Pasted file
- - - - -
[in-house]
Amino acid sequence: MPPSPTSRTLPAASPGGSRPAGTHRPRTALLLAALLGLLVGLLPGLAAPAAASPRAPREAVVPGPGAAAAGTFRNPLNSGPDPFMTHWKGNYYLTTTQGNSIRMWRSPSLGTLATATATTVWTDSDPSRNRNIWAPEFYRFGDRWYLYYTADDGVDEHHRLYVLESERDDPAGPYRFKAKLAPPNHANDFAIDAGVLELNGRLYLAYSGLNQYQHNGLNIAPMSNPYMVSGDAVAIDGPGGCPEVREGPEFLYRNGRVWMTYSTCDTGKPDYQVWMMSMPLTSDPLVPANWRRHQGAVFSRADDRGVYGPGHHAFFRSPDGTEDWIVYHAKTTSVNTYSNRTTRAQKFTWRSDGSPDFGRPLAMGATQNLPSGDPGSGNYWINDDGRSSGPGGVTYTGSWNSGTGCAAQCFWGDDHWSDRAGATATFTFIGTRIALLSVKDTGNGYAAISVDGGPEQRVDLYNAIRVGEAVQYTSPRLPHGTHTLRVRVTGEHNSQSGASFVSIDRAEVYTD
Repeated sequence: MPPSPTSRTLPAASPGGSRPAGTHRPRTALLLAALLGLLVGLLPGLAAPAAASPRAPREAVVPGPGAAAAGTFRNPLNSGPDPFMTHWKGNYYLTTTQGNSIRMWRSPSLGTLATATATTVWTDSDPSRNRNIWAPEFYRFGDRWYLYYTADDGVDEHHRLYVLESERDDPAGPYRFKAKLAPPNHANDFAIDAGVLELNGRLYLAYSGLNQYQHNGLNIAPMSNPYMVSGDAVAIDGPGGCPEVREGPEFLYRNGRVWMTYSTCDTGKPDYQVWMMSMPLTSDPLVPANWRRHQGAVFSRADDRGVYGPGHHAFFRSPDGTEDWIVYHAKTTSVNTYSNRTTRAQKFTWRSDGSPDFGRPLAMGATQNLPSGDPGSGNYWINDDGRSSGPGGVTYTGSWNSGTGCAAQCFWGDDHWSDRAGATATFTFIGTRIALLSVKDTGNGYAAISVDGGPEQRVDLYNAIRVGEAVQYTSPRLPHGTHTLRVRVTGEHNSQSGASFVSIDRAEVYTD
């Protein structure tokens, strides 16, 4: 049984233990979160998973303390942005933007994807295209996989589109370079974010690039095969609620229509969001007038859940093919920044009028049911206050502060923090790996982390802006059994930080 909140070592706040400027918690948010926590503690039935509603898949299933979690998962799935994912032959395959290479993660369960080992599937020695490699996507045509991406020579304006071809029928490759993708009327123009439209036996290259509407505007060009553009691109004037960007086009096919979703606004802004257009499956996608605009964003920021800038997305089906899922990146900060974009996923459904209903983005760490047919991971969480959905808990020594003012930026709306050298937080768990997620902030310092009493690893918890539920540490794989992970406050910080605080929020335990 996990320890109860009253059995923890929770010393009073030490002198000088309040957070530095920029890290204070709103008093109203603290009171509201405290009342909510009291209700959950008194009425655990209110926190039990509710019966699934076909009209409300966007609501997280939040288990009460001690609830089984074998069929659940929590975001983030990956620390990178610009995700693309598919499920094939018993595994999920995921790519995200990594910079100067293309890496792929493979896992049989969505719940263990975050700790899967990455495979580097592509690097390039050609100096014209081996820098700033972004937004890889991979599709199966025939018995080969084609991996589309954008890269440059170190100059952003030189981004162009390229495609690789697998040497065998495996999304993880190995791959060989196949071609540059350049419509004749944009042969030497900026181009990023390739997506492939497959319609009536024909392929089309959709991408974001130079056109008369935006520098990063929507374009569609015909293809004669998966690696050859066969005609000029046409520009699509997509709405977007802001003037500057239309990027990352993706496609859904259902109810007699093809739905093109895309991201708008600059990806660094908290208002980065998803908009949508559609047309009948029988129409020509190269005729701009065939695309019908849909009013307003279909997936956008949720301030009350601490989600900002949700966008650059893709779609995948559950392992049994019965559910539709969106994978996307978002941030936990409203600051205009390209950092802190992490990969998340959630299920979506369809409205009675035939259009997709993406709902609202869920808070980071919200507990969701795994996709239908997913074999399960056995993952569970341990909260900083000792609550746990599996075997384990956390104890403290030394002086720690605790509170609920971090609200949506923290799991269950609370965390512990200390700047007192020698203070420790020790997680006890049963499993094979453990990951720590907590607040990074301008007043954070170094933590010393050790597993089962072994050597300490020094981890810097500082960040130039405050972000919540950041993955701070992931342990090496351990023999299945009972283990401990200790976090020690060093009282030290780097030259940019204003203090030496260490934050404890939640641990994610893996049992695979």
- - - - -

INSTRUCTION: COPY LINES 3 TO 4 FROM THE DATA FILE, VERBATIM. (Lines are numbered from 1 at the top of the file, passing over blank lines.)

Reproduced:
Repeated sequence: MPPSPTSRTLPAASPGGSRPAGTHRPRTALLLAALLGLLVGLLPGLAAPAAASPRAPREAVVPGPGAAAAGTFRNPLNSGPDPFMTHWKGNYYLTTTQGNSIRMWRSPSLGTLATATATTVWTDSDPSRNRNIWAPEFYRFGDRWYLYYTADDGVDEHHRLYVLESERDDPAGPYRFKAKLAPPNHANDFAIDAGVLELNGRLYLAYSGLNQYQHNGLNIAPMSNPYMVSGDAVAIDGPGGCPEVREGPEFLYRNGRVWMTYSTCDTGKPDYQVWMMSMPLTSDPLVPANWRRHQGAVFSRADDRGVYGPGHHAFFRSPDGTEDWIVYHAKTTSVNTYSNRTTRAQKFTWRSDGSPDFGRPLAMGATQNLPSGDPGSGNYWINDDGRSSGPGGVTYTGSWNSGTGCAAQCFWGDDHWSDRAGATATFTFIGTRIALLSVKDTGNGYAAISVDGGPEQRVDLYNAIRVGEAVQYTSPRLPHGTHTLRVRVTGEHNSQSGASFVSIDRAEVYTD
């Protein structure tokens, strides 16, 4: 049984233990979160998973303390942005933007994807295209996989589109370079974010690039095969609620229509969001007038859940093919920044009028049911206050502060923090790996982390802006059994930080 909140070592706040400027918690948010926590503690039935509603898949299933979690998962799935994912032959395959290479993660369960080992599937020695490699996507045509991406020579304006071809029928490759993708009327123009439209036996290259509407505007060009553009691109004037960007086009096919979703606004802004257009499956996608605009964003920021800038997305089906899922990146900060974009996923459904209903983005760490047919991971969480959905808990020594003012930026709306050298937080768990997620902030310092009493690893918890539920540490794989992970406050910080605080929020335990 996990320890109860009253059995923890929770010393009073030490002198000088309040957070530095920029890290204070709103008093109203603290009171509201405290009342909510009291209700959950008194009425655990209110926190039990509710019966699934076909009209409300966007609501997280939040288990009460001690609830089984074998069929659940929590975001983030990956620390990178610009995700693309598919499920094939018993595994999920995921790519995200990594910079100067293309890496792929493979896992049989969505719940263990975050700790899967990455495979580097592509690097390039050609100096014209081996820098700033972004937004890889991979599709199966025939018995080969084609991996589309954008890269440059170190100059952003030189981004162009390229495609690789697998040497065998495996999304993880190995791959060989196949071609540059350049419509004749944009042969030497900026181009990023390739997506492939497959319609009536024909392929089309959709991408974001130079056109008369935006520098990063929507374009569609015909293809004669998966690696050859066969005609000029046409520009699509997509709405977007802001003037500057239309990027990352993706496609859904259902109810007699093809739905093109895309991201708008600059990806660094908290208002980065998803908009949508559609047309009948029988129409020509190269005729701009065939695309019908849909009013307003279909997936956008949720301030009350601490989600900002949700966008650059893709779609995948559950392992049994019965559910539709969106994978996307978002941030936990409203600051205009390209950092802190992490990969998340959630299920979506369809409205009675035939259009997709993406709902609202869920808070980071919200507990969701795994996709239908997913074999399960056995993952569970341990909260900083000792609550746990599996075997384990956390104890403290030394002086720690605790509170609920971090609200949506923290799991269950609370965390512990200390700047007192020698203070420790020790997680006890049963499993094979453990990951720590907590607040990074301008007043954070170094933590010393050790597993089962072994050597300490020094981890810097500082960040130039405050972000919540950041993955701070992931342990090496351990023999299945009972283990401990200790976090020690060093009282030290780097030259940019204003203090030496260490934050404890939640641990994610893996049992695979």